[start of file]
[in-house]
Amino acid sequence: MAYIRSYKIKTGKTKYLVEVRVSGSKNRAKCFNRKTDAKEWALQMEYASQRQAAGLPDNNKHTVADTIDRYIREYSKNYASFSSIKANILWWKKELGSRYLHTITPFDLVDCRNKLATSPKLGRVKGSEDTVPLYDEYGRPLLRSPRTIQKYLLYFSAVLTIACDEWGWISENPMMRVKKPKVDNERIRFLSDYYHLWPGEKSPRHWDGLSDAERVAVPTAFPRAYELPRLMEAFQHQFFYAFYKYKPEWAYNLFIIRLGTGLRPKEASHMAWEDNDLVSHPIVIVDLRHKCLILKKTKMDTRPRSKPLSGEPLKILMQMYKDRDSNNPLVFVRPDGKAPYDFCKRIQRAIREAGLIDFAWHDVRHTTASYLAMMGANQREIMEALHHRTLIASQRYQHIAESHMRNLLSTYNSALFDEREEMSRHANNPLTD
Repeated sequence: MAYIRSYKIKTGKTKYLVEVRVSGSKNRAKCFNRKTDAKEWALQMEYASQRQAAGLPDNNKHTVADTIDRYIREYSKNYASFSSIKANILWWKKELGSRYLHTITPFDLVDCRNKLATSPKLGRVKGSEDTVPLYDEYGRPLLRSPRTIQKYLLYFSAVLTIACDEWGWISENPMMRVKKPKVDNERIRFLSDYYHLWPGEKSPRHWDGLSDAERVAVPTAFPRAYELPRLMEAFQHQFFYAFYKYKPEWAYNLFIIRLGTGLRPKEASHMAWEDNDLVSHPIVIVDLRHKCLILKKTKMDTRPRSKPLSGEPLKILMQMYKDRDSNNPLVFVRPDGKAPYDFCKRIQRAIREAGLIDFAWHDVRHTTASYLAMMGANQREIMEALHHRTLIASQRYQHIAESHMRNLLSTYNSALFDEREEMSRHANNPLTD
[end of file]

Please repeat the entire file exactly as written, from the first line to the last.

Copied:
[in-house]
Amino acid sequence: MAYIRSYKIKTGKTKYLVEVRVSGSKNRAKCFNRKTDAKEWALQMEYASQRQAAGLPDNNKHTVADTIDRYIREYSKNYASFSSIKANILWWKKELGSRYLHTITPFDLVDCRNKLATSPKLGRVKGSEDTVPLYDEYGRPLLRSPRTIQKYLLYFSAVLTIACDEWGWISENPMMRVKKPKVDNERIRFLSDYYHLWPGEKSPRHWDGLSDAERVAVPTAFPRAYELPRLMEAFQHQFFYAFYKYKPEWAYNLFIIRLGTGLRPKEASHMAWEDNDLVSHPIVIVDLRHKCLILKKTKMDTRPRSKPLSGEPLKILMQMYKDRDSNNPLVFVRPDGKAPYDFCKRIQRAIREAGLIDFAWHDVRHTTASYLAMMGANQREIMEALHHRTLIASQRYQHIAESHMRNLLSTYNSALFDEREEMSRHANNPLTD
Repeated sequence: MAYIRSYKIKTGKTKYLVEVRVSGSKNRAKCFNRKTDAKEWALQMEYASQRQAAGLPDNNKHTVADTIDRYIREYSKNYASFSSIKANILWWKKELGSRYLHTITPFDLVDCRNKLATSPKLGRVKGSEDTVPLYDEYGRPLLRSPRTIQKYLLYFSAVLTIACDEWGWISENPMMRVKKPKVDNERIRFLSDYYHLWPGEKSPRHWDGLSDAERVAVPTAFPRAYELPRLMEAFQHQFFYAFYKYKPEWAYNLFIIRLGTGLRPKEASHMAWEDNDLVSHPIVIVDLRHKCLILKKTKMDTRPRSKPLSGEPLKILMQMYKDRDSNNPLVFVRPDGKAPYDFCKRIQRAIREAGLIDFAWHDVRHTTASYLAMMGANQREIMEALHHRTLIASQRYQHIAESHMRNLLSTYNSALFDEREEMSRHANNPLTD